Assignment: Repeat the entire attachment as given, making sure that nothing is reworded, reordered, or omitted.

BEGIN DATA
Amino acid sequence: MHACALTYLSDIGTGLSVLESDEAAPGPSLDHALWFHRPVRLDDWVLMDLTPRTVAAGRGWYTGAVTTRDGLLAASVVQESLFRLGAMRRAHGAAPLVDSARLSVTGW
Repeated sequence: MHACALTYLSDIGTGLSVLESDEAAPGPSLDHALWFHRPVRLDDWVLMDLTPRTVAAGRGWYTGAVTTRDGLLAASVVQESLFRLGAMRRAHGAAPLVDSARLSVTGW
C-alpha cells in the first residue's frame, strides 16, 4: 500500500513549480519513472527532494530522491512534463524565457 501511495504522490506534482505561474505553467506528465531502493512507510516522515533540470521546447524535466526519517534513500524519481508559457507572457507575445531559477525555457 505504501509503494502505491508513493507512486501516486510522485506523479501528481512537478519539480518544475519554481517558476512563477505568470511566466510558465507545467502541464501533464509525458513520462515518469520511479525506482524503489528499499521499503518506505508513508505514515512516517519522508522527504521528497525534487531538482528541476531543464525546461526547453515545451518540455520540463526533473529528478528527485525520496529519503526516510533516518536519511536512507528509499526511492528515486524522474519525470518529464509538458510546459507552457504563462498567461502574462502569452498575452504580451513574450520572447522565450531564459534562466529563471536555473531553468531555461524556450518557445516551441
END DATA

Amino acid sequence: MHACALTYLSDIGTGLSVLESDEAAPGPSLDHALWFHRPVRLDDWVLMDLTPRTVAAGRGWYTGAVTTRDGLLAASVVQESLFRLGAMRRAHGAAPLVDSARLSVTGW
Repeated sequence: MHACALTYLSDIGTGLSVLESDEAAPGPSLDHALWFHRPVRLDDWVLMDLTPRTVAAGRGWYTGAVTTRDGLLAASVVQESLFRLGAMRRAHGAAPLVDSARLSVTGW
C-alpha cells in the first residue's frame, strides 16, 4: 500500500513549480519513472527532494530522491512534463524565457 501511495504522490506534482505561474505553467506528465531502493512507510516522515533540470521546447524535466526519517534513500524519481508559457507572457507575445531559477525555457 505504501509503494502505491508513493507512486501516486510522485506523479501528481512537478519539480518544475519554481517558476512563477505568470511566466510558465507545467502541464501533464509525458513520462515518469520511479525506482524503489528499499521499503518506505508513508505514515512516517519522508522527504521528497525534487531538482528541476531543464525546461526547453515545451518540455520540463526533473529528478528527485525520496529519503526516510533516518536519511536512507528509499526511492528515486524522474519525470518529464509538458510546459507552457504563462498567461502574462502569452498575452504580451513574450520572447522565450531564459534562466529563471536555473531553468531555461524556450518557445516551441